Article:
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Gündüz J., Kara Z. E.

Porte akademik müzik ve dans araştırmaları dergisi, no.17, pp.102-117, 2018 (Peer-Reviewed Journal)



In the beginning of 1930s, institutions like Association for Contemporary Music and the Russian Association of

Proletarian Musicians were closed down with the aim of gathering every study of music under one center, and under

the control of the Communist Party. As a result, all the studies were realized within the two organizations of the

Composers’ Union in Moscow and Leningrad in 1932, which later merged to form the Union of Soviet Composers in

1948. In 1948, composer Tikhon Khrennikov (1913-2007) was appointed as the first president of the Union of Soviet

Composers by Andrei Zhdanov and continued this post until the collapse of the Soviet Union in 1991. Being one of

the most controversial figures in the history of Soviet music, Khrennikov became the third authority after Stalin and

Zhdanov in deciding whether a composer or an artwork should be censored or supported by the state. Khrennikov’s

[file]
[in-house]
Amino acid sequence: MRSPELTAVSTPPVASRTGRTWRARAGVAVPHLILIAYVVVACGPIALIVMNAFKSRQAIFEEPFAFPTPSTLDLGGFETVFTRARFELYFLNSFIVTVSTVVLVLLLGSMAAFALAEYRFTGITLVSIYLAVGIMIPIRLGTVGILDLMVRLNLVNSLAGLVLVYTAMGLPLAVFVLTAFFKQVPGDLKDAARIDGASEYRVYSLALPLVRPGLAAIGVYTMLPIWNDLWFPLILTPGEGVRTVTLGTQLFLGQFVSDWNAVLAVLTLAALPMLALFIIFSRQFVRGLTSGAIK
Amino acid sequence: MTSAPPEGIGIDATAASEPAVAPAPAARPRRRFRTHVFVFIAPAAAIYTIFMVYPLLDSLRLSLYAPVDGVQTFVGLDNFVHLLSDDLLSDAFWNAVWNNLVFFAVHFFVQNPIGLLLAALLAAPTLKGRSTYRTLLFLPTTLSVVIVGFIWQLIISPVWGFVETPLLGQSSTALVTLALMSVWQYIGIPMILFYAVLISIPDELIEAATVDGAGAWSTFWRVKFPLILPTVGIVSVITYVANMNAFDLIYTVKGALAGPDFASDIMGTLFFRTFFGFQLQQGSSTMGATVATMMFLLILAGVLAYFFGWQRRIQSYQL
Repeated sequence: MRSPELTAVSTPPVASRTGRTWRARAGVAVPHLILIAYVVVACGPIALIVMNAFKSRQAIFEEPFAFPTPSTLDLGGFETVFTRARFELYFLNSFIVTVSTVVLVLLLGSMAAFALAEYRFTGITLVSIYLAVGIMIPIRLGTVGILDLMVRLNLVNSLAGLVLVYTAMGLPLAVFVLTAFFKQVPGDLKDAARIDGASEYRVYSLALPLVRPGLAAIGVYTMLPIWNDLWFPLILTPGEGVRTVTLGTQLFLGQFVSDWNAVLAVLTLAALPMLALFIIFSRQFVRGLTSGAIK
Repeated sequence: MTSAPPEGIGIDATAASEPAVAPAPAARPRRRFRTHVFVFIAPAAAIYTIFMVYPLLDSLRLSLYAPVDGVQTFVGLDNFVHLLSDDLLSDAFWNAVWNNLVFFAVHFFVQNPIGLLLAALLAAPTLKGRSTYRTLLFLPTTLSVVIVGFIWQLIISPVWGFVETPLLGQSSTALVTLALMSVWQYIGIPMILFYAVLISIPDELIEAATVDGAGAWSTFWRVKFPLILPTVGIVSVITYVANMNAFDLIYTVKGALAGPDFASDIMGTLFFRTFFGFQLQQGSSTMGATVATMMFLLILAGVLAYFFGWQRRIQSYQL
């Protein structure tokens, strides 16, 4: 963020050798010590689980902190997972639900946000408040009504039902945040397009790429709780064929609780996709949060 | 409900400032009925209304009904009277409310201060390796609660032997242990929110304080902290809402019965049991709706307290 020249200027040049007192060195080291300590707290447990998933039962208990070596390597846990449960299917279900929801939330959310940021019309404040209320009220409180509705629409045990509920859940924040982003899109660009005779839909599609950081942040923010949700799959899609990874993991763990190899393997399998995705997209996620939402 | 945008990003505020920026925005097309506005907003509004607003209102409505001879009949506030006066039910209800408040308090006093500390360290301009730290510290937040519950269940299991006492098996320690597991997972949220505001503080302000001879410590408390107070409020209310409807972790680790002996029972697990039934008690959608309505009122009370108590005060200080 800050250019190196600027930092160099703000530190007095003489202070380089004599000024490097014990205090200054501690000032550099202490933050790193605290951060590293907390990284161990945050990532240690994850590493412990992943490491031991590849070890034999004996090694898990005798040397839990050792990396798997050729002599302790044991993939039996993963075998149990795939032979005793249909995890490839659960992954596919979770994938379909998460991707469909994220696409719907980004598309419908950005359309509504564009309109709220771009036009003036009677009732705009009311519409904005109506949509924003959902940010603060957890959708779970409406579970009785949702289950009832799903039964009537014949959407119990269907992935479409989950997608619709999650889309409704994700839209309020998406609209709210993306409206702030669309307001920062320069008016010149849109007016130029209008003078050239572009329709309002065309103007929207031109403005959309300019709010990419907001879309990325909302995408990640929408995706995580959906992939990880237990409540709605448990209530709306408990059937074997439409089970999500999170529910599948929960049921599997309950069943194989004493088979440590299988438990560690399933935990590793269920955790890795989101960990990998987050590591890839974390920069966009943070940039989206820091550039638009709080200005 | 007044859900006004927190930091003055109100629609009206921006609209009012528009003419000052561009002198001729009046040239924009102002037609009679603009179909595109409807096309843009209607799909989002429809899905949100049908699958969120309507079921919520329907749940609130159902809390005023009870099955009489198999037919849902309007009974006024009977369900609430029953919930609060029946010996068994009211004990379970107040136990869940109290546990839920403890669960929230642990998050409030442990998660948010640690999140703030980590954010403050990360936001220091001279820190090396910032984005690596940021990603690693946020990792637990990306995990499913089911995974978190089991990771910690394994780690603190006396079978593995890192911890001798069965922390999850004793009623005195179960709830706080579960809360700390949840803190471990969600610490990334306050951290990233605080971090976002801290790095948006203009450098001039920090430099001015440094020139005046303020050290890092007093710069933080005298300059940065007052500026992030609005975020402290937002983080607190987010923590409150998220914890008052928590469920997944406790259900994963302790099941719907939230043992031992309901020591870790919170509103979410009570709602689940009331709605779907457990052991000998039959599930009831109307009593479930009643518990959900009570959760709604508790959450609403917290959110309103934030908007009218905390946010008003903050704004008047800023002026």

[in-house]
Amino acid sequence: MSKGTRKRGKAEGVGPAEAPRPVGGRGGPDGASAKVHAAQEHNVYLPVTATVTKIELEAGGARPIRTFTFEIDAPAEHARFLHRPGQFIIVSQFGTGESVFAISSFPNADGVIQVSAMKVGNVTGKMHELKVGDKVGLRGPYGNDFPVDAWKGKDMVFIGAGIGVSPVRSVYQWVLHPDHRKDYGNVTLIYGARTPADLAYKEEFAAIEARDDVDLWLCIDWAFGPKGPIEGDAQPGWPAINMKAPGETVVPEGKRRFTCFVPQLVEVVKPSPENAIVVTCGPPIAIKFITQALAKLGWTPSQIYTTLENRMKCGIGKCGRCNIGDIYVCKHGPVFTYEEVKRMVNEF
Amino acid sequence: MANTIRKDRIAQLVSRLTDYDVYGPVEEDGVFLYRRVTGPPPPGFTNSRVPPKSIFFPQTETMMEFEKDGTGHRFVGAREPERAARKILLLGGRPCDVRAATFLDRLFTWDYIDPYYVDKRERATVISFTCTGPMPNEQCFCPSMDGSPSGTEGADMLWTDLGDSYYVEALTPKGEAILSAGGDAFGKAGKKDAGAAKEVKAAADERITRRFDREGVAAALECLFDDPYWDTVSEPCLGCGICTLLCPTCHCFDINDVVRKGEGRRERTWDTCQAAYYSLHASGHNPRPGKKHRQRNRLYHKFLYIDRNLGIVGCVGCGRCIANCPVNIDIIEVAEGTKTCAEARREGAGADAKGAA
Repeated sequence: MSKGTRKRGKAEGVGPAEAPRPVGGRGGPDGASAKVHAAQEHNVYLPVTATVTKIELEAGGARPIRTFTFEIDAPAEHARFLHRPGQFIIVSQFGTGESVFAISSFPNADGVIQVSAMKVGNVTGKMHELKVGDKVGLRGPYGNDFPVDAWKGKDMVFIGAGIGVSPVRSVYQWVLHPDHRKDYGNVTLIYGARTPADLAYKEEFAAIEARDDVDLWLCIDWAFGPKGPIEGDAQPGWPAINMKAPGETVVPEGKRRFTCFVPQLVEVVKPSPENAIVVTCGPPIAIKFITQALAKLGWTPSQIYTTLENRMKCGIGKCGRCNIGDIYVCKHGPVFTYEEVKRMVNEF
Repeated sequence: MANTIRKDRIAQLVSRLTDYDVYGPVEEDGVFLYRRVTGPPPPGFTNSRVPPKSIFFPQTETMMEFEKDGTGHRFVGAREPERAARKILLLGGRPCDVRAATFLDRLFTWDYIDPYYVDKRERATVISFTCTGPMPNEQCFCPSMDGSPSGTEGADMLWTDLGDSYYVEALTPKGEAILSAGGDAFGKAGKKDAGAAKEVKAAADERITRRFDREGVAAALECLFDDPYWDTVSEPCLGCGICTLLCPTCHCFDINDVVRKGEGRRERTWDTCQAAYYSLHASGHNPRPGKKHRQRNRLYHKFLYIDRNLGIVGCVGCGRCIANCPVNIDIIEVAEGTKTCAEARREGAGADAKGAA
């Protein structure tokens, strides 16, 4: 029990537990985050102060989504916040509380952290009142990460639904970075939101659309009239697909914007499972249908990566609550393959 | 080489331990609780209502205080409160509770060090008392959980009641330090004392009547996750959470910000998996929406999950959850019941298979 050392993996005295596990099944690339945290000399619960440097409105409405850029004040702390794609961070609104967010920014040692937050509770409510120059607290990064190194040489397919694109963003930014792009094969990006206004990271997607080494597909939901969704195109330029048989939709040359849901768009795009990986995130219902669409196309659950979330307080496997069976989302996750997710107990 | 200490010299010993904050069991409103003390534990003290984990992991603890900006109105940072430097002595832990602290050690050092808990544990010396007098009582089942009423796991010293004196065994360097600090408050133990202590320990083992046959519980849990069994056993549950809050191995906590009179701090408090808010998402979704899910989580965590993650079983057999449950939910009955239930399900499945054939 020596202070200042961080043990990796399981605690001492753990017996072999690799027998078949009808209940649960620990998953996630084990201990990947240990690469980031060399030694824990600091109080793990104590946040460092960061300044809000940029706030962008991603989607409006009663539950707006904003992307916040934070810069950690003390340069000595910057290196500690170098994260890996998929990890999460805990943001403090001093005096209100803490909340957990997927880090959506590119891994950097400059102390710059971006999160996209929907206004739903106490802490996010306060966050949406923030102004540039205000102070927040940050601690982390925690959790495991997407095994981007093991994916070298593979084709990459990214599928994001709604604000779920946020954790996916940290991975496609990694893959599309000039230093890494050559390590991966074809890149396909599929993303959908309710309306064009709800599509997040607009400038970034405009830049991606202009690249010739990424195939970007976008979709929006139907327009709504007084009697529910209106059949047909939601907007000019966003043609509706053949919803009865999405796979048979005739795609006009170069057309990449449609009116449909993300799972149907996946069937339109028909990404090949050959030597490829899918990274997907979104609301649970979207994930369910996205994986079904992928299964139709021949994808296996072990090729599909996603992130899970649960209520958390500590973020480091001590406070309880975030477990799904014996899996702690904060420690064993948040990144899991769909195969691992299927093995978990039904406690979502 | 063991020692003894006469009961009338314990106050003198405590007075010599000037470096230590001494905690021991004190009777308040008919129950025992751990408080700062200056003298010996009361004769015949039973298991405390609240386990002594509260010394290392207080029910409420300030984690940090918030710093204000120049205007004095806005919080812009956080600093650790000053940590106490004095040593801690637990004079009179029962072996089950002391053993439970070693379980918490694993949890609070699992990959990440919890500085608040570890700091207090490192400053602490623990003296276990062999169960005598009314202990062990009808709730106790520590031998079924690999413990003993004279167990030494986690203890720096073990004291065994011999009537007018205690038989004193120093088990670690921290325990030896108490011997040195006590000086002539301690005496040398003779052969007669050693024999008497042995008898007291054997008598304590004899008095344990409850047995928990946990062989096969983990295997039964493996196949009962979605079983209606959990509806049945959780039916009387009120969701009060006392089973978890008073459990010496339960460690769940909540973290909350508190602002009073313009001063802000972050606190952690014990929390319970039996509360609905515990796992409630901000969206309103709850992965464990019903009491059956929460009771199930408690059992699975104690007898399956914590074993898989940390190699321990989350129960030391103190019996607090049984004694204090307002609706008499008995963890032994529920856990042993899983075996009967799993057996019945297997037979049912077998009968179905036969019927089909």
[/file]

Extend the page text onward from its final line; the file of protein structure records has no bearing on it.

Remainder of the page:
main job was to ensure the application of socialist realism, the only accepted doctrine by the state, on the field of

music, and to eliminate all composers and works that fell out of this context. According to the doctrine of socialist

realism, music should formalize the Soviet nationalist values and serve the ideals of the Communist Party. Soviet

composers should write works with folk music elements which would easily be appreciated by the public, prefer

classical orchestration, and avoid atonality, complex rhythmic and harmonic structures. In this period, composers,

performers or works that lacked socialist realist values were regarded as formalist. Khrennikov’s big war against

formalism started at the first congress of the Union of Soviet Composers held in April 1948. The process that

started with the castigation of some important composers including Shostakovich, Prokofiev and Khachaturian,

lasted until the ban of the seven composers interested in innovative music trends in 1979, who are also known as

the Khrennikov Seven. Comprised of Elena Firsova, Dmitri Smirnov, Alexander Knaifel, Viktor Suslin, Vyacheslav

Artyomov, Sofia Gubaidulina and Edison Denisov, the Khrennikov Seven were condemned for attending some

festivals in the West without permission, and their music was addressed as “meaningless and loud” by Khrennikov.

These composers also had to endure travel and performance bans. In this article, Khrennikov’s sanctions of 1948

and 1979, and their effects on composers and Soviet music in broad sense are analyzed.